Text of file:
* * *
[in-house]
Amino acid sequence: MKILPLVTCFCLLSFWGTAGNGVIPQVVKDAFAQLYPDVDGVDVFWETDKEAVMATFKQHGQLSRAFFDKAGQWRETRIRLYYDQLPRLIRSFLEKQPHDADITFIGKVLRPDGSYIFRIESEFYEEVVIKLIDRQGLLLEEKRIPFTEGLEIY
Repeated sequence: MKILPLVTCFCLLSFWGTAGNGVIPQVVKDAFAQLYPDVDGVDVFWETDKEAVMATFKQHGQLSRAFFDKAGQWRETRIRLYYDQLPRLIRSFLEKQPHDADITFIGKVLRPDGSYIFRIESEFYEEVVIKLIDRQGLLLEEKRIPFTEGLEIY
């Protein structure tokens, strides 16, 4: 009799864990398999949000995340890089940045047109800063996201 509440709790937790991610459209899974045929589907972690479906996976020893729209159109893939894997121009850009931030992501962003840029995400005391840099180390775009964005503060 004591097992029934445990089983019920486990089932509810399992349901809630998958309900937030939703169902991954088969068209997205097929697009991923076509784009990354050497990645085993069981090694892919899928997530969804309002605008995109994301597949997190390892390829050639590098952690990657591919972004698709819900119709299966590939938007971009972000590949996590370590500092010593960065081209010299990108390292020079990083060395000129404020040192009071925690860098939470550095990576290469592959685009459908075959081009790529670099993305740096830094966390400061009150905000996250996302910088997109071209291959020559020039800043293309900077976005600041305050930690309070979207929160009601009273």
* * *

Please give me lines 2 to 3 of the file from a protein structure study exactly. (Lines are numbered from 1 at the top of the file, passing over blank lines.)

Amino acid sequence: MKILPLVTCFCLLSFWGTAGNGVIPQVVKDAFAQLYPDVDGVDVFWETDKEAVMATFKQHGQLSRAFFDKAGQWRETRIRLYYDQLPRLIRSFLEKQPHDADITFIGKVLRPDGSYIFRIESEFYEEVVIKLIDRQGLLLEEKRIPFTEGLEIY
Repeated sequence: MKILPLVTCFCLLSFWGTAGNGVIPQVVKDAFAQLYPDVDGVDVFWETDKEAVMATFKQHGQLSRAFFDKAGQWRETRIRLYYDQLPRLIRSFLEKQPHDADITFIGKVLRPDGSYIFRIESEFYEEVVIKLIDRQGLLLEEKRIPFTEGLEIY